However, people do not start Co-Counselling to do voluntary jobs of this sort: they want it for sessions, access to workshops and mutual support. Despite this, quite a lot of Co-Counsellors are prepared to take on small, short term jobs that have a clear beginning and an end. But only a few are willing and able to offer a long term commitment that involves a lot of effort and persistence when things become difficult. In my experience only 5-10% of the Co-Counsellors will be prepared to make such a longer-term commitment to Co-Counselling. Out of 1000 Co-Counsellors there will be 50 to 100 committed volunteers, which seems a good number to me. And here a big network of at least 1000 Co-Counsellors comes in handy.

But the challenge remains: how to ‘breed’ enough committed volunteers within a small community?

Q2. What factors did you consider to be important in turning your vision into reality?

It is easier to lose a freshly trained Co-Counsellor than to find a new person who wants to explore Co-Counselling. Therefore I spent quite a lot of time thinking about which factors contribute to an unnecessary loss of newly trained Co-Counsellors and what could be done about that.

1. Co-Counsellors vote with their feet

Co-Counsellors tend to leave Co-Counselling if they don’t easily find what they want or need. Most Co-Counsellors are happy to attend workshops and enjoy the support on offer, but generally are not prepared to get involved in organising. It is very rare for anyone to get involved in organising the workshop they need, or even in taking part in discussions about what sort of workshops they would like.

Closely related to this is another phenomenon: Co-Counselling lacks a good feedback culture. If there is something that Co-Counsellors don’t like, they process that in sessions (or not) and very often they don’t feed this back to teachers or workshop organisers. The ‘Positivity’ culture itself inhibits feedback: Co-Counsellors are encouraged to express the ‘good and news’ of a Co-Counselling event, but NOT what they have found lacking.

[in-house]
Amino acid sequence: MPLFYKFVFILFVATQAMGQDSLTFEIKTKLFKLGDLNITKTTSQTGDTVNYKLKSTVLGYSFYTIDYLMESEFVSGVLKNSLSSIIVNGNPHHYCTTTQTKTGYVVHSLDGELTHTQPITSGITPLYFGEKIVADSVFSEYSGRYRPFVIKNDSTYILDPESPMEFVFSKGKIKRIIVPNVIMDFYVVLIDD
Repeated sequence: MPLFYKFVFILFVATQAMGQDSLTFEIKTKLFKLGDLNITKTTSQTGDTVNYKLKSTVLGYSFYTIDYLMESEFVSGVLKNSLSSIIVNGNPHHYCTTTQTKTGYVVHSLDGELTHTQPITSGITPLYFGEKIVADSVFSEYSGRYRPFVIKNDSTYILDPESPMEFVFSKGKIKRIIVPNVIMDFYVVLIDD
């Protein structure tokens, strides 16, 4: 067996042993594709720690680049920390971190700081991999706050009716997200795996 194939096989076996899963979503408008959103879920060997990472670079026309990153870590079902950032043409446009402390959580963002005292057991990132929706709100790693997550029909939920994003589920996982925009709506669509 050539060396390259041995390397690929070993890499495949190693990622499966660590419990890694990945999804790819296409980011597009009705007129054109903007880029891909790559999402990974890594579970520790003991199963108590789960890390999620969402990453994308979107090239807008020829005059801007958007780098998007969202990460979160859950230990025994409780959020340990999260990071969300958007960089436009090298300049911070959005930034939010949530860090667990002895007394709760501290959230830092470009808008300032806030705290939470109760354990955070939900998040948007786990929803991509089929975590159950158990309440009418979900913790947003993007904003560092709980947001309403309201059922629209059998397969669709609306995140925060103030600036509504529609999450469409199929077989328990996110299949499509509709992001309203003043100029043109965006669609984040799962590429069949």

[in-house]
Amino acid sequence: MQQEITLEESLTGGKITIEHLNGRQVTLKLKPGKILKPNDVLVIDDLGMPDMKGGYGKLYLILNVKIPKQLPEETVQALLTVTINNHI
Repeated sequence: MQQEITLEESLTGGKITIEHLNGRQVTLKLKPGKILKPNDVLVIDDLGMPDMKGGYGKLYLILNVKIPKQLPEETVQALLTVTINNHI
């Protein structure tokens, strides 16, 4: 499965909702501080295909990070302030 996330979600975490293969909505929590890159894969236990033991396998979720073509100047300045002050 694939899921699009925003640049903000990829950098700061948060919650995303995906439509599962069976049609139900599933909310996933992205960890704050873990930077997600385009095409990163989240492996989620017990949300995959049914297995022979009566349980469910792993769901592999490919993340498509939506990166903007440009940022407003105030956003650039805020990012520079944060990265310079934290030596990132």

Based on these factors, my best guess about why new Co-Counsellors leave is that Co-Counselling does not meet their needs. The challenge is to try and figure out what these needs are, and to try and meet them.

2. Co-Counsellors do socialise!

Healthy socialising is important to Co-Counselling for two reasons.

Firstly, many people come to Co-Counselling with a lot of distress around past socialising, parents, siblings, peers, teachers etc. Many problems Co-Counsellors have stem from earlier socialisation problems. Sessions may help to overcome past distress around socialising but they do not necessarily lead to more functional socialising skills.

Almost 90% of CCI Co-Counselling manuals is about sessions or session related material. Co-Counsellors, however, spend a lot of time with each other outside sessions and they seem to like it. Co-Counselling workshops are often used to try out new socialising behaviours. Yet in the CCI Co-Counselling literature peer socialising issues such as (sexual) attractions, conflicts, assertive behaviour, let alone communication skills, relationships or group dynamics seem to be an afterthought.

Secondly, a good socialisation culture that supports healthy connections between people forms a useful breeding ground for committed future volunteers. About this, more later.

Healthy socialising is threatened by some factors